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Observability: a brief overview

Observability is a hot topic and technology in the market – so what is it, what is its impact and, how is it different to traditional monitoring?

Connectivity Security Technology adoption

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Thomas Rowley

Thomas Rowley

Chief Technologist - Networking and Connectivity

Let’s tackle the elephant in the room first, Observability vs Monitoring. Monitoring has been around for a long time in individual silos of an IT environment, covering workspace, networks, security, and applications. Monitoring these islands of technology has typically been achieved through a mix of open-source solutions, area-specific technology solutions (such as network performance monitoring), and native monitoring functions included as part of closed-source solutions. So what’s changed? 

The current landscape 

Over the past five years alone, we have seen the rapid adoption of SaaS (Software-as-a-Service), Cloud, and Hybrid Working which has resulted in users/devices and applications/services being located in a distributed and dynamic fashion. Simply put, users/devices are everywhere and applications/services are anywhere, which introduces an infinite number of ways they can connect to one another. This results in one thing, complexity. What we need to observe has changed, and having silos of IT teams with independent monitoring tool stacks is proving inefficient when trying to understand the root cause of issues and who is responsible for remediating them.  

The power of Observability 

This is where Observability comes in. Observability provides organisations with the capability to view an IT environment as an entire ecosystem of technologies, all working together. Observability gives IT teams the ability to understand and troubleshoot complex systems by gathering metrics, events, logs, and traces across the entire environment to delineate patterns, trends, and insights into performance, resilience, and user experience. This in turn allows organisations to proactively detect and respond to issues. In some cases, Observability solutions can even predict issues before they occur.  

Let’s explore how networking and security teams are impacted by Observability through the outcomes it can provide: 

1. Operational efficiency  

Observability significantly speeds up problem detection and resolution. For network and security teams, this means being able to identify threats more quickly and accurately, enabling them to respond to incidents before they cause significant harm. By having effective visibility through the collection and analysis of data from various sources (such as logs, metrics, network events, and cloud activity), security Observability allows organisations to stay ahead of sophisticated attacks and most importantly respond in an operationally efficient manner.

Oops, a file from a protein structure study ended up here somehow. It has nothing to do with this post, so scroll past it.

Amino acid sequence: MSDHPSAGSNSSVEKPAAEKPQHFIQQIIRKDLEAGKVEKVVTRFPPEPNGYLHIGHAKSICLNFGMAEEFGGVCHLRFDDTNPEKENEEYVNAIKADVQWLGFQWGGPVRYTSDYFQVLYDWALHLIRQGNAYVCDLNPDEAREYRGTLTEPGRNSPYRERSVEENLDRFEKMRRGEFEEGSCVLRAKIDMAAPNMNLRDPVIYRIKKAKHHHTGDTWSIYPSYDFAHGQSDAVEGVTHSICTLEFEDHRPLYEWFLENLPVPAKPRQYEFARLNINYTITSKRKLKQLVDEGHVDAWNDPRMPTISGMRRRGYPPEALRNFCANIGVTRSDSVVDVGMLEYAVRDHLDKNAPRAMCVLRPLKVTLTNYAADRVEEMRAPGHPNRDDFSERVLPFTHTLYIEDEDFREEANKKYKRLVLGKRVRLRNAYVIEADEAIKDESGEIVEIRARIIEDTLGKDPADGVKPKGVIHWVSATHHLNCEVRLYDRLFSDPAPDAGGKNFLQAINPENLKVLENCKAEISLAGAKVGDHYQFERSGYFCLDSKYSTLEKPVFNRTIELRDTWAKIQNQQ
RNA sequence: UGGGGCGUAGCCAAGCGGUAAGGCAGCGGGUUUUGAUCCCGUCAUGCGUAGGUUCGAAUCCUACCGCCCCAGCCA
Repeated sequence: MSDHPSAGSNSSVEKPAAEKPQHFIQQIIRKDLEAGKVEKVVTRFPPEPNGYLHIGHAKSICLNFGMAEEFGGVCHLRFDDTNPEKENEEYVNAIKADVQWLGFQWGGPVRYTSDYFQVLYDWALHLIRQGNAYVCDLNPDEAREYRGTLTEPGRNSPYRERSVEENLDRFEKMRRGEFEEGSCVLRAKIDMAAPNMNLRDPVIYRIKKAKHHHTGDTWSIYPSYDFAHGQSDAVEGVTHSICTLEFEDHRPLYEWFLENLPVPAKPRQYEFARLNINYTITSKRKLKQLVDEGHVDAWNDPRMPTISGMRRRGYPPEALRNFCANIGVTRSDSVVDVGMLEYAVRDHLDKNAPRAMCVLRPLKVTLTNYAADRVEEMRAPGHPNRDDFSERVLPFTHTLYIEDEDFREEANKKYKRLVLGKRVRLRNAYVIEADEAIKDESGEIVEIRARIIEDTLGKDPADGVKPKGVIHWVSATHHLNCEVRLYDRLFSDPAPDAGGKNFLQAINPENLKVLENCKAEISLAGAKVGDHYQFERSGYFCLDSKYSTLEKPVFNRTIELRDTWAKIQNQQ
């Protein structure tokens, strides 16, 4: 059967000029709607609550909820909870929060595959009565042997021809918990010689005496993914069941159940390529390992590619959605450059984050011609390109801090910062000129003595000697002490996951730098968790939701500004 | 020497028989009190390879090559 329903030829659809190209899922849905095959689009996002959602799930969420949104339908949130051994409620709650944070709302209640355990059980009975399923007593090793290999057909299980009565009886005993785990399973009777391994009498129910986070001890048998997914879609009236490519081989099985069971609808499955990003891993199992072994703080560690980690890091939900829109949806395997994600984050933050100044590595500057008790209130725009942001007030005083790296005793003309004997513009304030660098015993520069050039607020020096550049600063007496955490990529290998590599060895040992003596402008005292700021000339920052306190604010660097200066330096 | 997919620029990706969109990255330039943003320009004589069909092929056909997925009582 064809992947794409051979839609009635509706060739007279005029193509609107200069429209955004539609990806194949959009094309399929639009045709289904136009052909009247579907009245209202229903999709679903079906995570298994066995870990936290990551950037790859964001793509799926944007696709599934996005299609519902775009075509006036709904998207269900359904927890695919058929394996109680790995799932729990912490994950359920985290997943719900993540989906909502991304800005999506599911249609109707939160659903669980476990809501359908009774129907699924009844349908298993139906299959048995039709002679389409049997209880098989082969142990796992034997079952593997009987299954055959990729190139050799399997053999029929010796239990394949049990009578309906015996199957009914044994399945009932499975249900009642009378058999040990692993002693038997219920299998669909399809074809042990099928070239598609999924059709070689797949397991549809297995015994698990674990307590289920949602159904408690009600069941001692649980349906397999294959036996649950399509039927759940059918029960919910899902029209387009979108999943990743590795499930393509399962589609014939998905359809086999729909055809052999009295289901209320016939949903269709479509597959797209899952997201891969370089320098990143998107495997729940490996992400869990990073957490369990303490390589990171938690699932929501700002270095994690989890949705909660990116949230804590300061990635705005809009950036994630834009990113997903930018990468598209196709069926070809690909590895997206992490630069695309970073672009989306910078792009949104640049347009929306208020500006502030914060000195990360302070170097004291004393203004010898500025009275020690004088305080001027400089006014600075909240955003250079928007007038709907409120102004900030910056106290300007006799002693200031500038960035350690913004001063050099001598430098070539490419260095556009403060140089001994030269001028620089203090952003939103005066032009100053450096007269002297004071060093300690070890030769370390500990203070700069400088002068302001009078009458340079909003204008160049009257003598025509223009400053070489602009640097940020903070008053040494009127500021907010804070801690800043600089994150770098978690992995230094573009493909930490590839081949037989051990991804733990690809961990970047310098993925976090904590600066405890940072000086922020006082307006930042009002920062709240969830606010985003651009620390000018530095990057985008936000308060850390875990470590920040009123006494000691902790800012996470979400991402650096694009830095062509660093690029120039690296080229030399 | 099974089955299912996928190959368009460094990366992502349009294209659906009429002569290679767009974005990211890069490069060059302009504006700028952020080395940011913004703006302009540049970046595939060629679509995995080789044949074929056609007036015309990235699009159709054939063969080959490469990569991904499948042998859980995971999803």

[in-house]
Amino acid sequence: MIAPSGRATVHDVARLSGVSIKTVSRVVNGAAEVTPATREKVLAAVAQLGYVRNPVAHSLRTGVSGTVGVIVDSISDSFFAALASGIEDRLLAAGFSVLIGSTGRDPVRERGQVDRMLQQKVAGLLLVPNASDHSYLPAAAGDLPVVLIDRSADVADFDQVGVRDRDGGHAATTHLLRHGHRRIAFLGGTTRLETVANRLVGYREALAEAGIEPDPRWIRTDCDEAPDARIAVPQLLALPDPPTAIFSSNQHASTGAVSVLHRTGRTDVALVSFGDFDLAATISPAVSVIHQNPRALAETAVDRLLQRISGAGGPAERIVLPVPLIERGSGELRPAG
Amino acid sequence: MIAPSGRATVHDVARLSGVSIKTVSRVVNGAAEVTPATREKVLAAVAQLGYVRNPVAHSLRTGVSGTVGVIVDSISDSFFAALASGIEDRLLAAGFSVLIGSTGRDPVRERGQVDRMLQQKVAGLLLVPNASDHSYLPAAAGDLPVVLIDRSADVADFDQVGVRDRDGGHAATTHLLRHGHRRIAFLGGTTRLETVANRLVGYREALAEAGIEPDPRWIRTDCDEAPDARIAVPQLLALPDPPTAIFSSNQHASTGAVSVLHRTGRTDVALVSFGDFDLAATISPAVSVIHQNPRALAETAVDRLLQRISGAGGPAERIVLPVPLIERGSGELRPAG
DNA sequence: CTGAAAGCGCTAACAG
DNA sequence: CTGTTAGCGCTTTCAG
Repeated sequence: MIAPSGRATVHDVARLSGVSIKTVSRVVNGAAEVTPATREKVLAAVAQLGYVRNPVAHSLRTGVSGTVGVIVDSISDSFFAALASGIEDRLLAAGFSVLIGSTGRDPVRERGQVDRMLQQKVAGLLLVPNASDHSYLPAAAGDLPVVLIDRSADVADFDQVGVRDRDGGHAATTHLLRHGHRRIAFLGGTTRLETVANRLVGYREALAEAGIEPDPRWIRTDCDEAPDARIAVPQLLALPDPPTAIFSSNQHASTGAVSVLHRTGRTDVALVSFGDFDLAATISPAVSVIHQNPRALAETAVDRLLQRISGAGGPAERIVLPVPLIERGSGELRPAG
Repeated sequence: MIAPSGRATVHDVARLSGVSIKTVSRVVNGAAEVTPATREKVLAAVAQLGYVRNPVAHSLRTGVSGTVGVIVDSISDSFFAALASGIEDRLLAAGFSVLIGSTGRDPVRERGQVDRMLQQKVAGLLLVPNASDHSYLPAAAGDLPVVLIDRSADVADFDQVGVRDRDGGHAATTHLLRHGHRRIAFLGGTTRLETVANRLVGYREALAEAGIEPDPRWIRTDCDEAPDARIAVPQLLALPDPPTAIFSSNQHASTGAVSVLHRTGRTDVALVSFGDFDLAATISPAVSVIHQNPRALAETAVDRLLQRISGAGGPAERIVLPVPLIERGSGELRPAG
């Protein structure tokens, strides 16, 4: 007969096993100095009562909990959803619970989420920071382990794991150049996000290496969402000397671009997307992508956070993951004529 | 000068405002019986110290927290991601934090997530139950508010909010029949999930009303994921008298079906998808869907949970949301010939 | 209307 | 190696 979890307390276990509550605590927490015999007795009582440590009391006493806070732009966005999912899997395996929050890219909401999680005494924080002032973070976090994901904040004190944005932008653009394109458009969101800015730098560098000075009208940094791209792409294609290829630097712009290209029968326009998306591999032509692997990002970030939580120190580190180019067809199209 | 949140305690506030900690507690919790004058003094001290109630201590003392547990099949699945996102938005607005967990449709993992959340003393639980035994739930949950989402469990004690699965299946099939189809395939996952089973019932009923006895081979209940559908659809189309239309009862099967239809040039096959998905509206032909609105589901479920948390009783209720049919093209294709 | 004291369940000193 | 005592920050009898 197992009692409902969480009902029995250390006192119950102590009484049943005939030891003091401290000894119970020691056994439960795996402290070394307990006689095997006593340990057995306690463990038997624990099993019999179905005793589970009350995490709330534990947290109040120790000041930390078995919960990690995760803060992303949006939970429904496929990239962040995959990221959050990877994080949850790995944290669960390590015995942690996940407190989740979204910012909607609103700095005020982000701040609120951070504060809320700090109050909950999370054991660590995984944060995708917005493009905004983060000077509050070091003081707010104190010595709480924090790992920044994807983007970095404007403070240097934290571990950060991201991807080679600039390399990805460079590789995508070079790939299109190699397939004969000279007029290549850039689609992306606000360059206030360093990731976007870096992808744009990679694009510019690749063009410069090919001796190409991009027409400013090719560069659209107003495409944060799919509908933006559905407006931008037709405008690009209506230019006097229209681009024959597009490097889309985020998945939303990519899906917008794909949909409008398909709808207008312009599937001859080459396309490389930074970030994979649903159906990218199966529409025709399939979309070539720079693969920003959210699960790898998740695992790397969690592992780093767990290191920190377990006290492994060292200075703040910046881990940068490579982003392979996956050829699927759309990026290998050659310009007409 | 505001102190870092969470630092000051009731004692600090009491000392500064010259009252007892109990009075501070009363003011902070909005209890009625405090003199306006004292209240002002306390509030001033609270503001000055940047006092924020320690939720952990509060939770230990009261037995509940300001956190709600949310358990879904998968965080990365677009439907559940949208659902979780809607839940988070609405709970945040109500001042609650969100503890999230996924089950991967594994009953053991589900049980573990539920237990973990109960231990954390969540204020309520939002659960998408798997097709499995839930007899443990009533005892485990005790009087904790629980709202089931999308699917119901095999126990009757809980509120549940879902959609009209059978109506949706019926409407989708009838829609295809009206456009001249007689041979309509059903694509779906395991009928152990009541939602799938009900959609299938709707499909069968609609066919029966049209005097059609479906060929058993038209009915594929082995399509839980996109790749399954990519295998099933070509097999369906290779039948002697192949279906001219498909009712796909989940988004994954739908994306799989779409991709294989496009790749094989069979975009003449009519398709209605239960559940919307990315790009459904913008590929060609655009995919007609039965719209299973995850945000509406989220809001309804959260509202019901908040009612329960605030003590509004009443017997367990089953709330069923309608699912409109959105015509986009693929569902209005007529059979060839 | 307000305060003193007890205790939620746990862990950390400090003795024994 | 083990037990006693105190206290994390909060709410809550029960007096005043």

2. Enhanced visibility 

Visibility is crucial for both network and security teams. If there is a gap in visibility, there is a gap in control and understanding of risk. Here’s how it benefits each team: 

Network teams 

- Configuration changes: network Observability helps network administrators quickly detect unapproved configuration changes. For instance, if there’s an unauthorised modification to a router’s configuration, Observability tools can highlight it on the dashboard. Admins can then revert to the last working configuration, minimising impact and reducing security risks. 

- Performance issues: with Observability, network teams gain real-time insights into performance issues. From device and user access to cloud applications, they can identify anomalies and address them promptly. 

Security teams 

- Threat identification: Observability in security allows teams to monitor network traffic, cloud activity, endpoint data, system logs, and user behaviour. By analysing these data sources, they can detect unauthorised access attempts, system misconfigurations, and other security incidents. 

- Early incident response: proactive detection of security incidents is crucial. Observability enables security teams to respond swiftly before threats escalate. For example, monitoring network traffic can reveal port scans, brute-force attacks, and data exfiltration attempts. 

3. User experience 

Observability isn’t just about technology, it impacts the people behind it. By empowering IT teams with better tools and insights, organisations can gain insights into and measure user experience consistently. When teams can proactively address issues, optimise performance, and eliminate security threats early, the user experience is ultimately going to be improved overall.  

Conclusion 

Observability has become a buzzword in our industry, with many vendors attaching it to their propositions, often making it difficult to navigate the market. As a technology, however, it is turning into a necessity for many organisations to understand and control the complex world of IT we now operate in.  

Organisations that embrace Observability can gain a competitive edge by enhancing network and security teams with improved operational efficiency, visibility, and user experience. Observability can also foster a culture of continuous improvement and collaboration across IT teams.  

Remember, Observability isn’t just about monitoring – it’s about understanding, analysing, and acting. So, let’s observe, adapt, and secure our digital landscapes! If you’re ready to understand what Observability can mean for your organisation and what outcomes your teams require then please get in touch with your Softcat Account Manager or our Sales team.  

You can also check out the latest episode of our Explain IT podcast, all about Observability.